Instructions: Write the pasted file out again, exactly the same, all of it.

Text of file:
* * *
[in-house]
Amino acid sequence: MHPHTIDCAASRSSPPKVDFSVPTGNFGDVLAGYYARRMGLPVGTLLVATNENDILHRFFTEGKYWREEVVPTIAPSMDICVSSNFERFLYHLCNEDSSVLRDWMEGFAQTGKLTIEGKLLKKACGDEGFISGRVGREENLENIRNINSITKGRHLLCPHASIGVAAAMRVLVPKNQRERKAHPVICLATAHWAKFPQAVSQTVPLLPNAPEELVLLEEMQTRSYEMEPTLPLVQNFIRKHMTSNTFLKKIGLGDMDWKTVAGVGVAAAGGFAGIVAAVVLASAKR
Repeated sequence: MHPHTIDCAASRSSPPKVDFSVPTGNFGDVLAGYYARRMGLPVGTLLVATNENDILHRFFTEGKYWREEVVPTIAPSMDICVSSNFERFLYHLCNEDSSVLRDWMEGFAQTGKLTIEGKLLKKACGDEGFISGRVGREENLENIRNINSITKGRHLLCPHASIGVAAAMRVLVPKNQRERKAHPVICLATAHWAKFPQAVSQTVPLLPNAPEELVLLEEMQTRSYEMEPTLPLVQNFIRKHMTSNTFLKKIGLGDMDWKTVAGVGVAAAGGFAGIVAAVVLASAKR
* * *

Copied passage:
[in-house]
Amino acid sequence: MHPHTIDCAASRSSPPKVDFSVPTGNFGDVLAGYYARRMGLPVGTLLVATNENDILHRFFTEGKYWREEVVPTIAPSMDICVSSNFERFLYHLCNEDSSVLRDWMEGFAQTGKLTIEGKLLKKACGDEGFISGRVGREENLENIRNINSITKGRHLLCPHASIGVAAAMRVLVPKNQRERKAHPVICLATAHWAKFPQAVSQTVPLLPNAPEELVLLEEMQTRSYEMEPTLPLVQNFIRKHMTSNTFLKKIGLGDMDWKTVAGVGVAAAGGFAGIVAAVVLASAKR
Repeated sequence: MHPHTIDCAASRSSPPKVDFSVPTGNFGDVLAGYYARRMGLPVGTLLVATNENDILHRFFTEGKYWREEVVPTIAPSMDICVSSNFERFLYHLCNEDSSVLRDWMEGFAQTGKLTIEGKLLKKACGDEGFISGRVGREENLENIRNINSITKGRHLLCPHASIGVAAAMRVLVPKNQRERKAHPVICLATAHWAKFPQAVSQTVPLLPNAPEELVLLEEMQTRSYEMEPTLPLVQNFIRKHMTSNTFLKKIGLGDMDWKTVAGVGVAAAGGFAGIVAAVVLASAKR